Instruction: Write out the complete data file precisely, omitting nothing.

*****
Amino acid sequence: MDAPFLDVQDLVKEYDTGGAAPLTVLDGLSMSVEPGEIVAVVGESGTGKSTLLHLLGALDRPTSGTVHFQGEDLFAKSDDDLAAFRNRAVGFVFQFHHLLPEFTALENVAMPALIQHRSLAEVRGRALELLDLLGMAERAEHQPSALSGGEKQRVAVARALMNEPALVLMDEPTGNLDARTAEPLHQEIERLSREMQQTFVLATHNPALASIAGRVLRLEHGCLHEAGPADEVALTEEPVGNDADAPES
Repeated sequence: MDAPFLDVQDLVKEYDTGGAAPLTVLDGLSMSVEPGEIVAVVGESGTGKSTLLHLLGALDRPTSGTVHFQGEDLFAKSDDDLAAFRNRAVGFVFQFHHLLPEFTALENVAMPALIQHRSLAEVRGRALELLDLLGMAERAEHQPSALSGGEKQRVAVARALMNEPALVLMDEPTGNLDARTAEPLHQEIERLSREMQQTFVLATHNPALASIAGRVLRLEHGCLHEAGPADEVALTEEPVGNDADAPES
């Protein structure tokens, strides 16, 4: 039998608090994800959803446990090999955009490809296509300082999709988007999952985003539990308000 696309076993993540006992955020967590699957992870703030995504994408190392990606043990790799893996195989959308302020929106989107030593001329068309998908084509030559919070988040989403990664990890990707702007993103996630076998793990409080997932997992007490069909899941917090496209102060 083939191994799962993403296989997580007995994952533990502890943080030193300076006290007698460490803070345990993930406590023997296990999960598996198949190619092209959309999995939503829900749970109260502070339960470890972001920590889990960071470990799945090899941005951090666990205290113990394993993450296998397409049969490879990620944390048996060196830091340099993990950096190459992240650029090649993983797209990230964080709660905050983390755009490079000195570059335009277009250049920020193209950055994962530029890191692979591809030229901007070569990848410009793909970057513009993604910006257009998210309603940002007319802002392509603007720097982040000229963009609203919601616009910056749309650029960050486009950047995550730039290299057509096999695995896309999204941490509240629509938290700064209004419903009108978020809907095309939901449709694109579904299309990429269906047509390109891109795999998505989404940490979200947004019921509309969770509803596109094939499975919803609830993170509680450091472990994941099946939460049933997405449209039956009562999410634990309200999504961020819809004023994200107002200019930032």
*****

Amino acid sequence: MDAPFLDVQDLVKEYDTGGAAPLTVLDGLSMSVEPGEIVAVVGESGTGKSTLLHLLGALDRPTSGTVHFQGEDLFAKSDDDLAAFRNRAVGFVFQFHHLLPEFTALENVAMPALIQHRSLAEVRGRALELLDLLGMAERAEHQPSALSGGEKQRVAVARALMNEPALVLMDEPTGNLDARTAEPLHQEIERLSREMQQTFVLATHNPALASIAGRVLRLEHGCLHEAGPADEVALTEEPVGNDADAPES
Repeated sequence: MDAPFLDVQDLVKEYDTGGAAPLTVLDGLSMSVEPGEIVAVVGESGTGKSTLLHLLGALDRPTSGTVHFQGEDLFAKSDDDLAAFRNRAVGFVFQFHHLLPEFTALENVAMPALIQHRSLAEVRGRALELLDLLGMAERAEHQPSALSGGEKQRVAVARALMNEPALVLMDEPTGNLDARTAEPLHQEIERLSREMQQTFVLATHNPALASIAGRVLRLEHGCLHEAGPADEVALTEEPVGNDADAPES
């Protein structure tokens, strides 16, 4: 039998608090994800959803446990090999955009490809296509300082999709988007999952985003539990308000 696309076993993540006992955020967590699957992870703030995504994408190392990606043990790799893996195989959308302020929106989107030593001329068309998908084509030559919070988040989403990664990890990707702007993103996630076998793990409080997932997992007490069909899941917090496209102060 083939191994799962993403296989997580007995994952533990502890943080030193300076006290007698460490803070345990993930406590023997296990999960598996198949190619092209959309999995939503829900749970109260502070339960470890972001920590889990960071470990799945090899941005951090666990205290113990394993993450296998397409049969490879990620944390048996060196830091340099993990950096190459992240650029090649993983797209990230964080709660905050983390755009490079000195570059335009277009250049920020193209950055994962530029890191692979591809030229901007070569990848410009793909970057513009993604910006257009998210309603940002007319802002392509603007720097982040000229963009609203919601616009910056749309650029960050486009950047995550730039290299057509096999695995896309999204941490509240629509938290700064209004419903009108978020809907095309939901449709694109579904299309990429269906047509390109891109795999998505989404940490979200947004019921509309969770509803596109094939499975919803609830993170509680450091472990994941099946939460049933997405449209039956009562999410634990309200999504961020819809004023994200107002200019930032």